Lens Data Summary
The most prolific of the other manufacturers to have produced
lenses in the Praktisix/Pentacon Six mount was probably the Heinz
Kilfitt Optical Works of Munich in former West Germany. Here
are details of their lenses available in the USA in 1963, as
reported in Al Gillespie’s Pentacon Six Newsletter No 2 of April
|Lens name||Max aperture
& focal length
(feet & inches)
|Macro-Kilar||f/2.8 / 90||4||8"||17 oz||260||Incorporates an
|Kilar||f/3.5 / 150||3||5' 0"||14 oz||205||.|
|Tele-Kilar||f/5.6 / 300||4||9' 10"||35 oz||230||.|
|Pan-Tele-Kilar||f/4 / 300||4||5' 11"||68 oz||475||Double focusing mechanism:
track & helical
|Fern-Kilar||f/5.6 / 400||2||32' 10"||62 oz||285||.|
|Sport-Fern-Kilar||f/4 / 400||2||16' 5"||6 lb||515||Track focusing|
|Sport-Fern-Kilar||f/5.6 / 600||2||65' 8"||9 lb||630||Track focusing|
All of these lenses have a pre-set aperture.
An expert in lenses for the Praktisix/Pentacon Six tells me:
"none of the "Fern-Kilare" over 300mm is useable on the Praktisix (except of course if mounted on a Multikilar). Being Fernobjektive with only one group, the angle of the rays is too steep to get by the mounting ring of the Praktisix."
Information added 16 February 2016
Al Gillespie reports that the Kilfitt firm was acquired by US-based Zoomar Inc. In 1975 they were still selling the 90mm Macro-Kilar, the two 300mm lenses and the 600mm lens, now called “Tele-Kilar”. They also manufactured the following lenses:
|Lens name||Max aperture
& focal length
|Approx 1975 price
|Zoomar Reflectar||f/5.6 / 500||450||.||Mirror lens|
|Zoomar Reflectar||f/8 / 1000||1,075||.||Mirror lens|
|Zoomar||f/4 / 170 - 320||875||294 RAFTE||Zoom|
The full name of the zoom lens is “Rapid-Focus-Tele-Zoomar”. It was the first Medium Format zoom lens and is very highly spoken of. Like the other lenses, it was available in mounts for a range of cameras, and a Norita mount version is known to exist. A review of it in Pentacon Six mount can be seen on this website – see here.
There was also another Kilfitt Medium Format zoom lens:
|Lens name||Max aperture & focal length||Code||Mount|
|Rapid Focus Macro Zoomar||2.8/85-170||300 RAFMA||via WESI|
World-wide, this was the second Medium Format zoom lens to be produced. f/2.8 is a very fast aperture for a zoom lens, any zoom lens, and even more so for Medium Format. This lens has a full 2× zoom range. It would appear to be quite rare and I do not currently have any further information on it.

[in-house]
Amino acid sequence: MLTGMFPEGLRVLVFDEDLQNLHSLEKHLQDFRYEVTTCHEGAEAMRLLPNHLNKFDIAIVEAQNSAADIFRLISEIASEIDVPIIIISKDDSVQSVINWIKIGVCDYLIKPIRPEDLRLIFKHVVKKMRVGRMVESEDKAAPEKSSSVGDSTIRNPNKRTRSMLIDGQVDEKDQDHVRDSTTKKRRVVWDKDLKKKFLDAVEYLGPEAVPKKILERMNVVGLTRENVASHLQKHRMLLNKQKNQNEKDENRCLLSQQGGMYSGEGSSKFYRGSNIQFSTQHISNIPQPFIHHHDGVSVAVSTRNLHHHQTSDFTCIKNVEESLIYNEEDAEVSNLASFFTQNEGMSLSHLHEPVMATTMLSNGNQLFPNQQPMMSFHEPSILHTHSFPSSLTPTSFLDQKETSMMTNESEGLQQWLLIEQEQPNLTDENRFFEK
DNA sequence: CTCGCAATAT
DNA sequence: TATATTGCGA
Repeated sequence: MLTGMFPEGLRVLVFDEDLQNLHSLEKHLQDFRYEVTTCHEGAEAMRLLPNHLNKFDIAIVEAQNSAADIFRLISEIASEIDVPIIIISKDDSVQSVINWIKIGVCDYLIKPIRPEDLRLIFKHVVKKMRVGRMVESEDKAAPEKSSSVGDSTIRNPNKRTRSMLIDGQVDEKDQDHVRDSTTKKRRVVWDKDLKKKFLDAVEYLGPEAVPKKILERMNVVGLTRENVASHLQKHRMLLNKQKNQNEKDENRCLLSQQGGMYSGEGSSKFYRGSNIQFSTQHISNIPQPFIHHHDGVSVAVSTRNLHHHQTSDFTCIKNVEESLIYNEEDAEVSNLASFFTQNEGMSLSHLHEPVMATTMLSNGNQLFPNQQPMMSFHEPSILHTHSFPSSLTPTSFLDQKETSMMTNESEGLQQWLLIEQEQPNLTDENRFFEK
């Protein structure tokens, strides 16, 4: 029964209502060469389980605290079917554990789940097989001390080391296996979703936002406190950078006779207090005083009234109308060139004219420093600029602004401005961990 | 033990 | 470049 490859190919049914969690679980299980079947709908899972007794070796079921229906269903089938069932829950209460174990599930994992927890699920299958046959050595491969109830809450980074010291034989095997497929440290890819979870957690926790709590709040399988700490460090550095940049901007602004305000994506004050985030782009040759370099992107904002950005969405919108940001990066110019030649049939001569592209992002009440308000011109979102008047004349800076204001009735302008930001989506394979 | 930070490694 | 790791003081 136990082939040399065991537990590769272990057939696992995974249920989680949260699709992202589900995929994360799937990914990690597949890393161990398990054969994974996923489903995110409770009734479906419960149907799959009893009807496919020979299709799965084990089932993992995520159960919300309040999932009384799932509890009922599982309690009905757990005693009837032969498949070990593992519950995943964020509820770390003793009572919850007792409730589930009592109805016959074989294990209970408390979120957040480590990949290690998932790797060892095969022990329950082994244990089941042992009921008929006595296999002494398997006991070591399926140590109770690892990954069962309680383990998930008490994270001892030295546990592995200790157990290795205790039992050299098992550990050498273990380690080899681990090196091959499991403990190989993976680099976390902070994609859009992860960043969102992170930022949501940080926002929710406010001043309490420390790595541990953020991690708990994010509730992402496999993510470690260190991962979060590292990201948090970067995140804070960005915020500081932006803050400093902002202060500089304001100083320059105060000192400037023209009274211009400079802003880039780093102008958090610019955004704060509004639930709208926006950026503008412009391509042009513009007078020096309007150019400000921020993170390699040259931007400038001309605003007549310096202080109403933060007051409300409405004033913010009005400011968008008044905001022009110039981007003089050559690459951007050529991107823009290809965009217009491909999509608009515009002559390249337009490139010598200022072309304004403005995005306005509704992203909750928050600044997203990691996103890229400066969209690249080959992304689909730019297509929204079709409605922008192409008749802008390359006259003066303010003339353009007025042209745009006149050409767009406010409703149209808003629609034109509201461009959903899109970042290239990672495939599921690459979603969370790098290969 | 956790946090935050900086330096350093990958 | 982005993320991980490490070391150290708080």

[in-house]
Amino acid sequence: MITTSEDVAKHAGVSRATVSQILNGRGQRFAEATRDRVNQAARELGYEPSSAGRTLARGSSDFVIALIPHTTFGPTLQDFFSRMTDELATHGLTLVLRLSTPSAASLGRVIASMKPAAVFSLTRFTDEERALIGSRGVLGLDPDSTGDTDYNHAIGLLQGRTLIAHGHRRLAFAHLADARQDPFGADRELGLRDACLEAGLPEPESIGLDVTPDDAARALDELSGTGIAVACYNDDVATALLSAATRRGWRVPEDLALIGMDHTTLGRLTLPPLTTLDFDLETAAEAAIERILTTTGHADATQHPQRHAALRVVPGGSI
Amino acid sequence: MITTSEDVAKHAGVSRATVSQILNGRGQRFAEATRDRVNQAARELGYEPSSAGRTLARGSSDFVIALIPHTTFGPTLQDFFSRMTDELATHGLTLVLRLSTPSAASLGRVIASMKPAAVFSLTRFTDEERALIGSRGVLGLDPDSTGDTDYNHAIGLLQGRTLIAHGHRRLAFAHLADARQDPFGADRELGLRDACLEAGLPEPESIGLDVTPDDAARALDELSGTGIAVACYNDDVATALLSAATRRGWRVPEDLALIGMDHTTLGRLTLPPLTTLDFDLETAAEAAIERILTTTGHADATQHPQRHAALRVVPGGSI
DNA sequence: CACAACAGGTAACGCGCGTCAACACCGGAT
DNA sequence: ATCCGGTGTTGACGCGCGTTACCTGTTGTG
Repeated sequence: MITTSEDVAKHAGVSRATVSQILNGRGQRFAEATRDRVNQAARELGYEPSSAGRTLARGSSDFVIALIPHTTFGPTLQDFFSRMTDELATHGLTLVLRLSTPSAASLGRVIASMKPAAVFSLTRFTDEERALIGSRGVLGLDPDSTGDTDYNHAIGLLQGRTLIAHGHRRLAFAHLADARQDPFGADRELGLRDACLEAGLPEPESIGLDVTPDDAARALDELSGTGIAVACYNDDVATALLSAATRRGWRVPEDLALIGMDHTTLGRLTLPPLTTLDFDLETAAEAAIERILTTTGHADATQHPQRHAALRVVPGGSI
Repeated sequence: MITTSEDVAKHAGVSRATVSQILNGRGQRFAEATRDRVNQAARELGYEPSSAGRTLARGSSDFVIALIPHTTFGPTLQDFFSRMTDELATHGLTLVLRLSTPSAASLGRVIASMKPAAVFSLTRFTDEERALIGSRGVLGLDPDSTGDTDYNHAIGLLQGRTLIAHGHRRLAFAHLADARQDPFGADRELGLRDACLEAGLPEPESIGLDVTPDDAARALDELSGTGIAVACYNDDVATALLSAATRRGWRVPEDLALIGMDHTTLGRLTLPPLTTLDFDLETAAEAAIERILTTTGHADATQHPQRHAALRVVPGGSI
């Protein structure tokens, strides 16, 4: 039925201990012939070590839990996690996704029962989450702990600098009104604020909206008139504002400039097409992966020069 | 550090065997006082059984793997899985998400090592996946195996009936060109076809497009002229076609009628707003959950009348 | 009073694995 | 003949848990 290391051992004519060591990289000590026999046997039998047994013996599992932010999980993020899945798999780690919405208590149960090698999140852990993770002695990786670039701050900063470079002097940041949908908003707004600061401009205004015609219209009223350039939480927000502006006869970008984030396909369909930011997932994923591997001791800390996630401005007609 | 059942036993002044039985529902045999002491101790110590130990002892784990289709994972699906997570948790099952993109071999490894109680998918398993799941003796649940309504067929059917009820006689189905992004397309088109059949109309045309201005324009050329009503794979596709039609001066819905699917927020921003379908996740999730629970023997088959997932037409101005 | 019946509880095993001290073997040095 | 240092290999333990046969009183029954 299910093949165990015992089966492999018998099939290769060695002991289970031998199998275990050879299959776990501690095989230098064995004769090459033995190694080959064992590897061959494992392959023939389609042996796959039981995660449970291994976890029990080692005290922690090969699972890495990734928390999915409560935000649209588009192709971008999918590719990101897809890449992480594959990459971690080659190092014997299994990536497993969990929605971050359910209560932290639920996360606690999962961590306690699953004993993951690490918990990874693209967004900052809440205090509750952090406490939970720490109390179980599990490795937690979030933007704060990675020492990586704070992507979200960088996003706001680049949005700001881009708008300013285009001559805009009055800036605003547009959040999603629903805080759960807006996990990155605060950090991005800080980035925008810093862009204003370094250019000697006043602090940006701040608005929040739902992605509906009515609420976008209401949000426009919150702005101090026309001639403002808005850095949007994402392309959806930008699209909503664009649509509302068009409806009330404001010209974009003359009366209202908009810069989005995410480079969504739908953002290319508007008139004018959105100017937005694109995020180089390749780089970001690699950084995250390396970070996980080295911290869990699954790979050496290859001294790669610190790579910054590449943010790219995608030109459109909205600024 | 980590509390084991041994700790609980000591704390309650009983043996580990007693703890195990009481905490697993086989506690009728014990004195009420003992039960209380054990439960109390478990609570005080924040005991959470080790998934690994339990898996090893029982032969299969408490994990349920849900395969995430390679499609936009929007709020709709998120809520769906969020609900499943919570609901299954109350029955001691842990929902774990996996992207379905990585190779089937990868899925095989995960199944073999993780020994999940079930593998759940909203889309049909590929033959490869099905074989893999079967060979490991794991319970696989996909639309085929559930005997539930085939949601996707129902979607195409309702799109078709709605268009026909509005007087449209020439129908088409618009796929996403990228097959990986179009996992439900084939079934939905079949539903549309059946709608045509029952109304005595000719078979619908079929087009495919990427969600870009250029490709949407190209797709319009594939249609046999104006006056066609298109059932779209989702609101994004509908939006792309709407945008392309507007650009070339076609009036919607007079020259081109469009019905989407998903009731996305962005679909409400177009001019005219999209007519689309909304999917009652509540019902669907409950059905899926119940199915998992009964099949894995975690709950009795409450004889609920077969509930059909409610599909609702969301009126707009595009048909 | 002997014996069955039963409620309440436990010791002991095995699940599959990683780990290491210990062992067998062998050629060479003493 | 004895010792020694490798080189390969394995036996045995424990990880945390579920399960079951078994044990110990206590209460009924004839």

The above data is based on published sources. I do not have
most of these lenses.
As an independent manufacturer of photographic lenses
that were designed for use on cameras from a wide range of
different manufacturers, Kilfitt offered interchangeable
mounts for its lenses and in theory, any lens could be
mounted onto any camera of that format or smaller.
For instance, via a suitable adapter, lenses designed to
cover the 6×6 medium format could also be mounted on 35mm
(24×36mm format) cameras. Obviously, lenses could
(or should) not be mounted on cameras of a larger format
that the one for which they were designed, since the image
that they project onto the film will not cover the larger
format (and almost certainly will not focus to infinity).
Kilfitt’s mounting system normally consisted of two
Over the years, Kilfitt developed its interchangeable
mount system, and I am aware of three different systems
that he/the company used.
The base for each system had a different code:
The camera mount would be attached to the base, which was
permanently or semi-permanently attached to the
lens. “Semi-permanently” means that a user or a
technician with a small screwdriver and a steady hand
could remove the base and replace it with something
different. However, this is not a job to be done “in
the field”, nor normally to be done by the user.
Thus, the full name of the Praktisix/Pentaconsix camera
mount for the WE base is WESI.
With three base systems, dozens of camera manufacturers
and dozens of Kilfitt lenses (each of which had its own
unique code), the number of Kilfitt codes ran into the
hundreds. Most of them (over 350 codes!) are
listed in the book by Patrice-Hervé Pont, although he
states (p. 98) that his list is certainly not complete.
Kilfitt/Zoomar lenses have serial numbers in two parts:
The two parts of the serial number are separated by a
When different versions of a lens were produced over
time, the prefix number usually changed between each
There is an interesting book on Kilfitt and Zoomar by the French photography writer Patrice-Hervé Pont:
“Kilfitt Zoomar Imageurs et Objectifs”
published by the French Club Niepce Lumière (in French, naturally).
Next section (90mm Macro-Kilar Lens)To see a detailed review of the 300mm Pan-Tele Kilar, click here.
To see an introduction to the 500mm Kilfitt/Zoomar Reflectar, click here.
To go back to the beginning of the macro section, click here.
To go to the lens test section, click here.
To go back to the beginning of the Lens Data section, click below
and then choose the range of lenses that you want to read about.
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© TRA May 2002, latest revision: February 2019